“There are a lot of things where it was simply, ‘We’re having a mattress sale this weekend, everything is 30 percent off, sleep better, come in.’ Just-the-facts-ma’am ads. But every now and then, you’d get a chance where the client would be like, ‘Write something! Present it!’” recalled Ryan.

Ryan explained that Burlington was a “small enough market” that there weren’t many advertising agencies.

“The radio station sales people would come back and say, ‘We’ve sold 20 spots for this company. Call the owner, Joe, at this number, and see what they want to sell,’” Ryan said. “Sometimes Joe would be very specific about what Joe wanted, and sometimes Joe would be like, ‘We know we want ads, but what do you have in mind?’ And they’d let me go off and write something. That’s when the job was fun, when you could write something.”

The job required Ryan to do a lot more than just write the ad copy—he also had to produce ads. “I’d grab DJs and say, ‘Here’s the copy. We’ve got to do this,’” he said. “And, ‘What music are we going to use?’ I had to make sure it was actually hitting the air.”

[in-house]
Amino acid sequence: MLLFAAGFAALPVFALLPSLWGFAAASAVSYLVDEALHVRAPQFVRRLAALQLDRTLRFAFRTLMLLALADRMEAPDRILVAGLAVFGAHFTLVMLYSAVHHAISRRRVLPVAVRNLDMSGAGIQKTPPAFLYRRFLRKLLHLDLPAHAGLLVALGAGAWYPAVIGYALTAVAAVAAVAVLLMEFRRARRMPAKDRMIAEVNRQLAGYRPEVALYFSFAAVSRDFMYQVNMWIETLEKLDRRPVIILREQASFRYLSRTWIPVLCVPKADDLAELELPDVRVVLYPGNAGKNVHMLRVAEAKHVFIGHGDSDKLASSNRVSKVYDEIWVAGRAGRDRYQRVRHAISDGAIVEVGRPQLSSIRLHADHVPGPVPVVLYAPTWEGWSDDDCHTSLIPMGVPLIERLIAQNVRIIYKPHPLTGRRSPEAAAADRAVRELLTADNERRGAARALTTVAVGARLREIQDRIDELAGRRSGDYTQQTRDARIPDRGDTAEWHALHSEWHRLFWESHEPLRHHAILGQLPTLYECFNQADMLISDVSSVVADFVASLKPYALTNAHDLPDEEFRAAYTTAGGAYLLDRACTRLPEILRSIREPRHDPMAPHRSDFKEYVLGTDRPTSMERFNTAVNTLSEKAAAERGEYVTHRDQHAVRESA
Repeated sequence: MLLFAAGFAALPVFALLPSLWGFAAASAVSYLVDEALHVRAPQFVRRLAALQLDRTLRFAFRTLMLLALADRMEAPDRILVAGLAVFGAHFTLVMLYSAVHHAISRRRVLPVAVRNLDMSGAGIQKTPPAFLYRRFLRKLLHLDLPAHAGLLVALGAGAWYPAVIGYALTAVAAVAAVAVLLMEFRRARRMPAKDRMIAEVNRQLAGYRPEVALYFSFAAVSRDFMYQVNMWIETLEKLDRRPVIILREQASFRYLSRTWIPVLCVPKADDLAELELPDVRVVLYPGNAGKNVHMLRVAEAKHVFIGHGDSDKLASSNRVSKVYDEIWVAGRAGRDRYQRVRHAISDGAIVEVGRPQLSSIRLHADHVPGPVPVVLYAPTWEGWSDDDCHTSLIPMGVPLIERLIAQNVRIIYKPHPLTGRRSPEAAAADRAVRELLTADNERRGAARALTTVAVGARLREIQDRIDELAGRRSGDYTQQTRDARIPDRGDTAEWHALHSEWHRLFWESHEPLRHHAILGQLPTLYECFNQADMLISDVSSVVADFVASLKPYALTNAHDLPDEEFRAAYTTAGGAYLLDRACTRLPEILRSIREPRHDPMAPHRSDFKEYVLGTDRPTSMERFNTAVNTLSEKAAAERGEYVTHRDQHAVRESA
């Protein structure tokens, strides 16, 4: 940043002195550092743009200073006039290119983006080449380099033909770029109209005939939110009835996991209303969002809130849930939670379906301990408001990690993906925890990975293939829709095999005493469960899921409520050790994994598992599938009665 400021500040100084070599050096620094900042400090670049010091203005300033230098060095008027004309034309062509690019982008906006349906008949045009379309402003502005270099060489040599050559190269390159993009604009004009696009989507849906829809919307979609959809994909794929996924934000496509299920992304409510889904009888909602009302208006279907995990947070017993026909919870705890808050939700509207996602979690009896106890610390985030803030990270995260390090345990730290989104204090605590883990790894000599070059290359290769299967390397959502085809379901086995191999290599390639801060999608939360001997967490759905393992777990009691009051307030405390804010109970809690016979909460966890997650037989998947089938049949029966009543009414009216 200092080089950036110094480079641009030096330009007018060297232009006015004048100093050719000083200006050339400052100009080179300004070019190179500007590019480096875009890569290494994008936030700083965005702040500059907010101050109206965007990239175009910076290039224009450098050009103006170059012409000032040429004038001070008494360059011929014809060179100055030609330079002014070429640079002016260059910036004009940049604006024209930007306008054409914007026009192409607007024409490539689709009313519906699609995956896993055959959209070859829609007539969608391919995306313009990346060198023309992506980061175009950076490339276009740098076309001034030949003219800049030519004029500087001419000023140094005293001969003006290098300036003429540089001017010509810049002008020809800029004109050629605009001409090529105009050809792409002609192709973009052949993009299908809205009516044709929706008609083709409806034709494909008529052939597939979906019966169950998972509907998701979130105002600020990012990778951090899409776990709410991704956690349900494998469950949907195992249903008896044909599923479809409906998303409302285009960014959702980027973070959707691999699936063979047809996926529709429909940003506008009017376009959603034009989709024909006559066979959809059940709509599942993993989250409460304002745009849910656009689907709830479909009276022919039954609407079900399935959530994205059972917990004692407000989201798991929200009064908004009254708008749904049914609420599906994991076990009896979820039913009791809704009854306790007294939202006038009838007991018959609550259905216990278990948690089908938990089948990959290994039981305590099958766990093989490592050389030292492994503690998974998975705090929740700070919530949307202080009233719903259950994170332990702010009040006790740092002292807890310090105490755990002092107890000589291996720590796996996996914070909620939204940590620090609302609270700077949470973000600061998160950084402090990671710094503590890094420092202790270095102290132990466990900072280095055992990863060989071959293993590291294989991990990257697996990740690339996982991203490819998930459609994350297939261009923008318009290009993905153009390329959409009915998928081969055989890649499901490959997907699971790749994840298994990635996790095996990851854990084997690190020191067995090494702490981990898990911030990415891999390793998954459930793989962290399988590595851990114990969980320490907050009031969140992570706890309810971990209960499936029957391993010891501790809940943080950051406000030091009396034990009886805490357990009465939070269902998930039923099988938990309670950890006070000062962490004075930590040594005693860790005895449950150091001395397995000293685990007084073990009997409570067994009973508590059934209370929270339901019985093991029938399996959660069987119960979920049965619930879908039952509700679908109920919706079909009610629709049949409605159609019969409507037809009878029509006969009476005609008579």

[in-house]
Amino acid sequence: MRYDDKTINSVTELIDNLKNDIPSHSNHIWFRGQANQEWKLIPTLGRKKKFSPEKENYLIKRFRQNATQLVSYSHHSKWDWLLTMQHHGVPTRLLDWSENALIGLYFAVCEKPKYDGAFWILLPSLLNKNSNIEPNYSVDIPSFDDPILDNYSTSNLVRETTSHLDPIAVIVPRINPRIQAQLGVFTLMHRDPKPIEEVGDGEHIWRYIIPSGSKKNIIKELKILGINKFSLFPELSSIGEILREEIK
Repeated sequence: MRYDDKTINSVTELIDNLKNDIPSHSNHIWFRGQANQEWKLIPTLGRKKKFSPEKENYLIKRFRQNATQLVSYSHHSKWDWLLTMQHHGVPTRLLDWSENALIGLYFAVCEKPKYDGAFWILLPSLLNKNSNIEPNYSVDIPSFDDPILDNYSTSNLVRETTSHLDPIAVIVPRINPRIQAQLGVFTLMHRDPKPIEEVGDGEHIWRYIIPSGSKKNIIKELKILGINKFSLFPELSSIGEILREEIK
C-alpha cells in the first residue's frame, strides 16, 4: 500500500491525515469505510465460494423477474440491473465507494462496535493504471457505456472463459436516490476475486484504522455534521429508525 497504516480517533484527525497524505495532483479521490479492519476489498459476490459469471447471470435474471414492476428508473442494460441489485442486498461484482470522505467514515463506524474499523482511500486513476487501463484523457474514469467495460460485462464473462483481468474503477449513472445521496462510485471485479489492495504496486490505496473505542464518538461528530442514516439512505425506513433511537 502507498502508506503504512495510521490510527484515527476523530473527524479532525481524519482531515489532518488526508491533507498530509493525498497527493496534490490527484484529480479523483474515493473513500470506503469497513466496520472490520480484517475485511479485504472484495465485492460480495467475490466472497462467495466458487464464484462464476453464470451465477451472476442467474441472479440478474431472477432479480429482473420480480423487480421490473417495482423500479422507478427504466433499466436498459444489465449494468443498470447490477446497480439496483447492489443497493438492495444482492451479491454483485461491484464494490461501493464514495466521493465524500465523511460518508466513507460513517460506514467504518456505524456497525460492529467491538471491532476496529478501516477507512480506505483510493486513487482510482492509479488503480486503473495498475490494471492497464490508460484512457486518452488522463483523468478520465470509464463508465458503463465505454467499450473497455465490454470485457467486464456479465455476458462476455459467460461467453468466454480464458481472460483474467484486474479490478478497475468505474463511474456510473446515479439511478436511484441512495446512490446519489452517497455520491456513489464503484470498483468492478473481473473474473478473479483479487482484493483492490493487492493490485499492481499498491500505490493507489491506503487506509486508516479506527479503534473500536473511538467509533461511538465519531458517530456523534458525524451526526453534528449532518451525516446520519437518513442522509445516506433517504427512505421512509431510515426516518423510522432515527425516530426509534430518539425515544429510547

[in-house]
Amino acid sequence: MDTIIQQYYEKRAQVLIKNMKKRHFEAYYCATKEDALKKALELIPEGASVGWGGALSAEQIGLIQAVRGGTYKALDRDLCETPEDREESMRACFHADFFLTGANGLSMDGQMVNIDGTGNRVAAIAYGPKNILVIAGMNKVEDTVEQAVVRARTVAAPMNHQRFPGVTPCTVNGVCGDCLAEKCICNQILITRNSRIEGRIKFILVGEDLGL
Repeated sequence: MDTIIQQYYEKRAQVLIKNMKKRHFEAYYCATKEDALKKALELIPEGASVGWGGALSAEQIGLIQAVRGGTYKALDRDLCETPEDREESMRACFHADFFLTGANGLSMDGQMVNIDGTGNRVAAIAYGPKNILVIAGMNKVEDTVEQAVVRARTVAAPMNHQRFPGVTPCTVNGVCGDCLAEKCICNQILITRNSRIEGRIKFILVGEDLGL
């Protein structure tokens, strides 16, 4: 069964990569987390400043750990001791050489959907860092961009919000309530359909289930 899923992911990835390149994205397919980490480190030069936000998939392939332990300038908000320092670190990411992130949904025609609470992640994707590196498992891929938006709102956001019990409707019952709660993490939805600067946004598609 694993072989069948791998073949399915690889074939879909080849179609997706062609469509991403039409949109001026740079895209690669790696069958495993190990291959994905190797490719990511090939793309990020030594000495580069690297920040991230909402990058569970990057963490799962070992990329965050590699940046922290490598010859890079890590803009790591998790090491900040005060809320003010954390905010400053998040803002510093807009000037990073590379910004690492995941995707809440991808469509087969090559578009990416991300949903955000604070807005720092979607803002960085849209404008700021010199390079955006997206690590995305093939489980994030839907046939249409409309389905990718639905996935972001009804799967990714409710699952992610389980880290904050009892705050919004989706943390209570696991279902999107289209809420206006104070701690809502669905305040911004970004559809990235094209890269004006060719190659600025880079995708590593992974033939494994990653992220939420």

But how did advertising experience help in the television world? Ryan said all of that juggling, prepared him to call the shots on The Shield, which debuted on FX in 2002, as well as his current shows, S.WA.T., which he created with Aaron Rahsaan Thomas, and NBC’s Timeless, which will return next year for its second season.

“In a strange way, it was the beginning of being a showrunner,” said Ryan, whose previous series include CBS’ The Unit, FX’s Terriers and Fox’s The Chicago Code.  “There’s different aspects to the job, and it’s working with talent, and writing….”

Read it all at Adweek

Diana Black: Compelling Characters Make a ‘Real’ World

by Diana Black

Lulu: “Honey, so sorry, can’t make it tonight… no, it’s not my, ‘I’m washing my hair’ night …I’m just busy… No, you’re wonderful but.…”

A great story idea, well-written script, skillful cast and crew with an intelligent director and showrunner at the helm – surely the recipe for a winning TV Series, but what ‘essential ingredient’ compels us to ‘tune in’ religiously?

Is it the hooks and plot twists, the lighting, sound, mis-en-scene? What makes the fantasy drama, Game of Thrones, now going into its 7th Season SOOO interesting and compelling to watch? And not only by adolescent nerds but by, for all practical purpose, everyone?